UK government urged to step in as furore builds over LOF threat
Maritime London, insurers and salvors are among those lining up to protest any move by Lloyd’s to dump salvage branch
Lloyd’s faces negative reaction to proposed closure of LOF’s supporting framework as concern over safety, the environment and London’s reputation spill over
THE UK government is being urged by shipping circles to step in to efforts to preserve the world’s most reputed emergency salvage contract as a backlash grows against Lloyd’s proposed axing of support for the contract.
Lloyd’s has categorised its Salvage Arbitration Branch, which provides the support framework for Lloyd’s Open Form (LOF), among departments “no longer considered core” to the corporation’s business.
It is proposing to close the branch and run it off later this year but has invited feedback from certain stakeholders that have been given until the end of this week to submit comments.
Comments seen by Lloyd’s List drawn from groups representing a wide swathe of the maritime industry, including shipowners, salvors, insurers and many others, leave little doubt of the breadth and intensity of opposition to the proposal.
Maritime London, the umbrella group with more than 100 member firms representing almost all facets of the maritime industry, has already contacted Shipping Minister Robert Courts flagging up concerns that include a potential blow to London’s prestige.
A separate letter to the Department for Transport, setting out the body’s opposition in greater detail, is also believed to be in the works.
It is expected to argue that LOF is a key tool in preventing and mitigating the loss of assets at sea, as well as preventing marine pollution, and dumping the contract would be an own goal for a major insurance market.
It is also expected to make the case that the branch provides a competitive edge for the London market, while its closure could further weaken the status of the UK in the marine insurance sector.
“We at Maritime London consider the work of the Lloyd’s Salvage Arbitration Branch to be central to the London, UK and global shipping community. Its planned closure is therefore a great surprise,” said Maritime London vice-chairman Harry Theochari.
He said usage of LOF had declined, but significant casualties continued to occur.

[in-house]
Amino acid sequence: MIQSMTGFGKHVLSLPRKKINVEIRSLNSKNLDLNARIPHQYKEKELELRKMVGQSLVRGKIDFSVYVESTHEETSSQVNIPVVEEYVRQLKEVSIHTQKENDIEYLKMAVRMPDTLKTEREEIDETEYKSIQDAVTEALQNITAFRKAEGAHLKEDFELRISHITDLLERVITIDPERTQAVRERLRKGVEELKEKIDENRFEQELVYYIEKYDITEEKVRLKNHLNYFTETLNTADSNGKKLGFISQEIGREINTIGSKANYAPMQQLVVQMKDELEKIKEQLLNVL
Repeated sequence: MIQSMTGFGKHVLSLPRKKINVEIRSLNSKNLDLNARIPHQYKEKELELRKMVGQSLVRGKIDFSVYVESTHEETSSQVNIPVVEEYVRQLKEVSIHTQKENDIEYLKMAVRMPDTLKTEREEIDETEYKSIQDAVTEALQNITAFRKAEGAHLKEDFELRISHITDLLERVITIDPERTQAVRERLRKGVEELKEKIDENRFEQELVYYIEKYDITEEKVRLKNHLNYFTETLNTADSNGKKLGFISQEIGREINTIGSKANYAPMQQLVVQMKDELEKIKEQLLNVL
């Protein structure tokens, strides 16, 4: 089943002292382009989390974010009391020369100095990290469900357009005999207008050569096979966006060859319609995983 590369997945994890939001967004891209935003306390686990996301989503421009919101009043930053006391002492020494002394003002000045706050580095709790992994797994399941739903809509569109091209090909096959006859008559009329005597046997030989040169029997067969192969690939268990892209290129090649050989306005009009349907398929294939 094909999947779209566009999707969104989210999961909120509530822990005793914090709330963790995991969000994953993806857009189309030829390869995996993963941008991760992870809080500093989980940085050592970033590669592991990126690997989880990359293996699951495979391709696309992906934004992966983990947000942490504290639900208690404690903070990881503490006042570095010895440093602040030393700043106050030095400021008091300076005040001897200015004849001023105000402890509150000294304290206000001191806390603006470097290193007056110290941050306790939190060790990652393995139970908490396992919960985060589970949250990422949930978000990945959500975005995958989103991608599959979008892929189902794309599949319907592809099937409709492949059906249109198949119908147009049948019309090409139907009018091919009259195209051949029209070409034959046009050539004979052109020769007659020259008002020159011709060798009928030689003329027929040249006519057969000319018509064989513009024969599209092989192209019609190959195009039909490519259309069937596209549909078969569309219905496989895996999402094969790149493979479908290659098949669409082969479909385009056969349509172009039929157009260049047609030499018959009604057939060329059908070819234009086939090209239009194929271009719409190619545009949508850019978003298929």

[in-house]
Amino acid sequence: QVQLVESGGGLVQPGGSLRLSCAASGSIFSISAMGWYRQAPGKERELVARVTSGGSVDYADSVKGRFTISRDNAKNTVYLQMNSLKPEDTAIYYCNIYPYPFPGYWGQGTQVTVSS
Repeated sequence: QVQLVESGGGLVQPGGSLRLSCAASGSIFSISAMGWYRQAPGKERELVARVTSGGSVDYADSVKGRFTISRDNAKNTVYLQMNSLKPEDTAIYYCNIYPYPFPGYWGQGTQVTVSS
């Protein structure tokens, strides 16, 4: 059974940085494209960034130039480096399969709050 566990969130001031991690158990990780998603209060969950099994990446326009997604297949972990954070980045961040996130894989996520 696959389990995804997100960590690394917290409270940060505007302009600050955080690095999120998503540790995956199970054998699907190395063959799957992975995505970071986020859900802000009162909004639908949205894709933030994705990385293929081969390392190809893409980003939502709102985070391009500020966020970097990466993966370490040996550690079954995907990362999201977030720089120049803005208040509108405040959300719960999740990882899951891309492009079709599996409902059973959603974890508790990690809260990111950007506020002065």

“When they do, the London market is at the very heart of the effective response and this was recently very well evidenced by the Ever Given grounding and subsequent arrest.
“It therefore seems short-sighted for Lloyd’s to want to do away with the most recognised contract that promotes best endeavours in mitigating loss of assets and preventing pollution and damage to the environment.”
The proposal has caused raised eyebrows or outright dismay at a number of underwriting syndicates, insurance brokers and P&I clubs in addition to the International Salvage Union and wider shipping bodies such as the International Chamber of Shipping.
It is understood that there have been rumbles of discontent over the proposed closure at key market entities such as the London Market Association and the Joint Marine Claims Committee although the formal position either will adopt remains unknown.
Some respondents have already complained to Lloyd’s about what is seen as a rushed consultancy period and the impression that it is not keen for serious debate about the move.
They have been told that Lloyd’s wants to resolve the matter quickly but that it may be prepared to extend the deadline for feedback by “a few days.”
Lloyd’s Agency, under which the SAB falls, has been approached for comment.
The department has told concerned stakeholders that if the decision is taken to stop the current service supporting LOF, the run-off of the services will begin later this year but there will be a notice period before that happens.